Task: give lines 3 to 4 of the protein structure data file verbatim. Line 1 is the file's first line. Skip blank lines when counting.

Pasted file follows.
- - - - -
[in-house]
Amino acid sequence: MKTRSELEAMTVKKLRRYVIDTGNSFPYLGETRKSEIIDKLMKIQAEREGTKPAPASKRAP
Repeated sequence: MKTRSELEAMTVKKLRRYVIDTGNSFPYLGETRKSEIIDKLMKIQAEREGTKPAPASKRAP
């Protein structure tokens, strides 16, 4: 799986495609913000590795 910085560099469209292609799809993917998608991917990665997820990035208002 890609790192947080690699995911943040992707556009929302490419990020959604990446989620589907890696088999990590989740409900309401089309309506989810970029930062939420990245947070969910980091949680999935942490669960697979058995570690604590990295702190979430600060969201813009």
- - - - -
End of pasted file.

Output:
Repeated sequence: MKTRSELEAMTVKKLRRYVIDTGNSFPYLGETRKSEIIDKLMKIQAEREGTKPAPASKRAP
């Protein structure tokens, strides 16, 4: 799986495609913000590795 910085560099469209292609799809993917998608991917990665997820990035208002 890609790192947080690699995911943040992707556009929302490419990020959604990446989620589907890696088999990590989740409900309401089309309506989810970029930062939420990245947070969910980091949680999935942490669960697979058995570690604590990295702190979430600060969201813009």